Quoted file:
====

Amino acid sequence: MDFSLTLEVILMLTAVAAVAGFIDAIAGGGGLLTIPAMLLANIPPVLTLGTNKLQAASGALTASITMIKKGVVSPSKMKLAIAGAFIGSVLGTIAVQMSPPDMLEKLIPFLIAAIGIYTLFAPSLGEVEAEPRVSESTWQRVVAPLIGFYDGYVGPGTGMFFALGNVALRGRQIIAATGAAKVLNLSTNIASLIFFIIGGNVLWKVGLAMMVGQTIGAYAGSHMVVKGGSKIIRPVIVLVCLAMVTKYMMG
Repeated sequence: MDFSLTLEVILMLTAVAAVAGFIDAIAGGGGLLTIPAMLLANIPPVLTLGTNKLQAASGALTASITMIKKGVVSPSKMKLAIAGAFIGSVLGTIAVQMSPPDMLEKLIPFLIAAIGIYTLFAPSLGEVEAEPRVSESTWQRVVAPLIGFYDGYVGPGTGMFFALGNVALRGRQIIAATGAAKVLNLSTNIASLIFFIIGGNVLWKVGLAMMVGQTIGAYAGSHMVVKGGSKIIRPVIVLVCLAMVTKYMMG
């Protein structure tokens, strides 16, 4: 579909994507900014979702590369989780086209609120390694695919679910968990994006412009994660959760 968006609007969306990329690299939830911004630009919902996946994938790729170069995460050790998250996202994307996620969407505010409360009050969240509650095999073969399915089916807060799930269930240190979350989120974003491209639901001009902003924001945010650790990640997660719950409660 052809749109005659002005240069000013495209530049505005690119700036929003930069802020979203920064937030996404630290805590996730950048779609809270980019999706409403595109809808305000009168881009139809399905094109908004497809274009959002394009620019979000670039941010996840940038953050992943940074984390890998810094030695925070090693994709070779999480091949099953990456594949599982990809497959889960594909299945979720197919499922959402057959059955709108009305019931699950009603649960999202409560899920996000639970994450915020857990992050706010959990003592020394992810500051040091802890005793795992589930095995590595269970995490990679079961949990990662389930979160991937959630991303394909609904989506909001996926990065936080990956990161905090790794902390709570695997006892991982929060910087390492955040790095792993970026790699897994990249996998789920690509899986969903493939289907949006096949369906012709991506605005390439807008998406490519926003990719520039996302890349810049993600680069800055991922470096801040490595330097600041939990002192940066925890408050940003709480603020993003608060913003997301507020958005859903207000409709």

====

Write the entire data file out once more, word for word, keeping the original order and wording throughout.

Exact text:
Amino acid sequence: MDFSLTLEVILMLTAVAAVAGFIDAIAGGGGLLTIPAMLLANIPPVLTLGTNKLQAASGALTASITMIKKGVVSPSKMKLAIAGAFIGSVLGTIAVQMSPPDMLEKLIPFLIAAIGIYTLFAPSLGEVEAEPRVSESTWQRVVAPLIGFYDGYVGPGTGMFFALGNVALRGRQIIAATGAAKVLNLSTNIASLIFFIIGGNVLWKVGLAMMVGQTIGAYAGSHMVVKGGSKIIRPVIVLVCLAMVTKYMMG
Repeated sequence: MDFSLTLEVILMLTAVAAVAGFIDAIAGGGGLLTIPAMLLANIPPVLTLGTNKLQAASGALTASITMIKKGVVSPSKMKLAIAGAFIGSVLGTIAVQMSPPDMLEKLIPFLIAAIGIYTLFAPSLGEVEAEPRVSESTWQRVVAPLIGFYDGYVGPGTGMFFALGNVALRGRQIIAATGAAKVLNLSTNIASLIFFIIGGNVLWKVGLAMMVGQTIGAYAGSHMVVKGGSKIIRPVIVLVCLAMVTKYMMG
């Protein structure tokens, strides 16, 4: 579909994507900014979702590369989780086209609120390694695919679910968990994006412009994660959760 968006609007969306990329690299939830911004630009919902996946994938790729170069995460050790998250996202994307996620969407505010409360009050969240509650095999073969399915089916807060799930269930240190979350989120974003491209639901001009902003924001945010650790990640997660719950409660 052809749109005659002005240069000013495209530049505005690119700036929003930069802020979203920064937030996404630290805590996730950048779609809270980019999706409403595109809808305000009168881009139809399905094109908004497809274009959002394009620019979000670039941010996840940038953050992943940074984390890998810094030695925070090693994709070779999480091949099953990456594949599982990809497959889960594909299945979720197919499922959402057959059955709108009305019931699950009603649960999202409560899920996000639970994450915020857990992050706010959990003592020394992810500051040091802890005793795992589930095995590595269970995490990679079961949990990662389930979160991937959630991303394909609904989506909001996926990065936080990956990161905090790794902390709570695997006892991982929060910087390492955040790095792993970026790699897994990249996998789920690509899986969903493939289907949006096949369906012709991506605005390439807008998406490519926003990719520039996302890349810049993600680069800055991922470096801040490595330097600041939990002192940066925890408050940003709480603020993003608060913003997301507020958005859903207000409709």